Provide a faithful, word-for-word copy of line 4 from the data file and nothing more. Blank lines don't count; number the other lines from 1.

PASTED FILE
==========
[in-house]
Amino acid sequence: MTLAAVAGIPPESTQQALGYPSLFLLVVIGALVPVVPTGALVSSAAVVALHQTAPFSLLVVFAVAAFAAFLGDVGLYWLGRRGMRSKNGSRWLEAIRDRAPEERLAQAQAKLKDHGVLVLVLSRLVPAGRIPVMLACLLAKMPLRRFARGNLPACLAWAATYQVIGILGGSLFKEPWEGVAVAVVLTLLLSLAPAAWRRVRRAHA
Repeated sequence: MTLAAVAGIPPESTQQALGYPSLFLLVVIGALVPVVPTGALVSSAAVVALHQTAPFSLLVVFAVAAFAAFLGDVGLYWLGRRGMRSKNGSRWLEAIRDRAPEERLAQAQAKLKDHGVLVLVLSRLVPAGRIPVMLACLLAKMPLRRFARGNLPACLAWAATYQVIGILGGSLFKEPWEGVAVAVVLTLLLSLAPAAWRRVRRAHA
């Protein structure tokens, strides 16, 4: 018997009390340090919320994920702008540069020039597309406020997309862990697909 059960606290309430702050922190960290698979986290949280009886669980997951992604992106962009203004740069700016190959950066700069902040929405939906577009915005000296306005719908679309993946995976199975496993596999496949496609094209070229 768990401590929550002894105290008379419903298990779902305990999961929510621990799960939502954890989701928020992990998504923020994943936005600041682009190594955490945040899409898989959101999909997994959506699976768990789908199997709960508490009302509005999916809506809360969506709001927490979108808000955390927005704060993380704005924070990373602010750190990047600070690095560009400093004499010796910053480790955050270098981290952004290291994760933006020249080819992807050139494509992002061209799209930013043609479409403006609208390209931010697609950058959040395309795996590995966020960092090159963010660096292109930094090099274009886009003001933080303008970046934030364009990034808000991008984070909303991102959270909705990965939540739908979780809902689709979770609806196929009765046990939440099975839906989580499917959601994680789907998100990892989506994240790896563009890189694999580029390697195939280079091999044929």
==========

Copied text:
């Protein structure tokens, strides 16, 4: 018997009390340090919320994920702008540069020039597309406020997309862990697909 059960606290309430702050922190960290698979986290949280009886669980997951992604992106962009203004740069700016190959950066700069902040929405939906577009915005000296306005719908679309993946995976199975496993596999496949496609094209070229 768990401590929550002894105290008379419903298990779902305990999961929510621990799960939502954890989701928020992990998504923020994943936005600041682009190594955490945040899409898989959101999909997994959506699976768990789908199997709960508490009302509005999916809506809360969506709001927490979108808000955390927005704060993380704005924070990373602010750190990047600070690095560009400093004499010796910053480790955050270098981290952004290291994760933006020249080819992807050139494509992002061209799209930013043609479409403006609208390209931010697609950058959040395309795996590995966020960092090159963010660096292109930094090099274009886009003001933080303008970046934030364009990034808000991008984070909303991102959270909705990965939540739908979780809902689709979770609806196929009765046990939440099975839906989580499917959601994680789907998100990892989506994240790896563009890189694999580029390697195939280079091999044929």